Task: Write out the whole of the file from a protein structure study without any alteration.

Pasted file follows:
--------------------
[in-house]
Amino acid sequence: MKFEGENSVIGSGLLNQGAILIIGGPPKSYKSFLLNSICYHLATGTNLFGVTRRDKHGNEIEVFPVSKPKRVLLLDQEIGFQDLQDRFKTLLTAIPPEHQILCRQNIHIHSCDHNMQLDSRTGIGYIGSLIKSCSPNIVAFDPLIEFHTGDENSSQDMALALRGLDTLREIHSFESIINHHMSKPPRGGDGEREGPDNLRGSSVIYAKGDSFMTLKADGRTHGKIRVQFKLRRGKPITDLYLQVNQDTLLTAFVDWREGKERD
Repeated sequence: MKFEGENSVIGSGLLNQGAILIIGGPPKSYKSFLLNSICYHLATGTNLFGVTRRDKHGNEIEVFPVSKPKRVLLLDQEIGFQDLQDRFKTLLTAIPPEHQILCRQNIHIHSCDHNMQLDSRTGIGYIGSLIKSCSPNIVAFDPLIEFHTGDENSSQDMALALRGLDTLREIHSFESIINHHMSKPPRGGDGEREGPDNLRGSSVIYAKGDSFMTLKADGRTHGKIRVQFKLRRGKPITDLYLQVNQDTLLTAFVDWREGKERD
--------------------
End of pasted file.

[in-house]
Amino acid sequence: MKFEGENSVIGSGLLNQGAILIIGGPPKSYKSFLLNSICYHLATGTNLFGVTRRDKHGNEIEVFPVSKPKRVLLLDQEIGFQDLQDRFKTLLTAIPPEHQILCRQNIHIHSCDHNMQLDSRTGIGYIGSLIKSCSPNIVAFDPLIEFHTGDENSSQDMALALRGLDTLREIHSFESIINHHMSKPPRGGDGEREGPDNLRGSSVIYAKGDSFMTLKADGRTHGKIRVQFKLRRGKPITDLYLQVNQDTLLTAFVDWREGKERD
Repeated sequence: MKFEGENSVIGSGLLNQGAILIIGGPPKSYKSFLLNSICYHLATGTNLFGVTRRDKHGNEIEVFPVSKPKRVLLLDQEIGFQDLQDRFKTLLTAIPPEHQILCRQNIHIHSCDHNMQLDSRTGIGYIGSLIKSCSPNIVAFDPLIEFHTGDENSSQDMALALRGLDTLREIHSFESIINHHMSKPPRGGDGEREGPDNLRGSSVIYAKGDSFMTLKADGRTHGKIRVQFKLRRGKPITDLYLQVNQDTLLTAFVDWREGKERD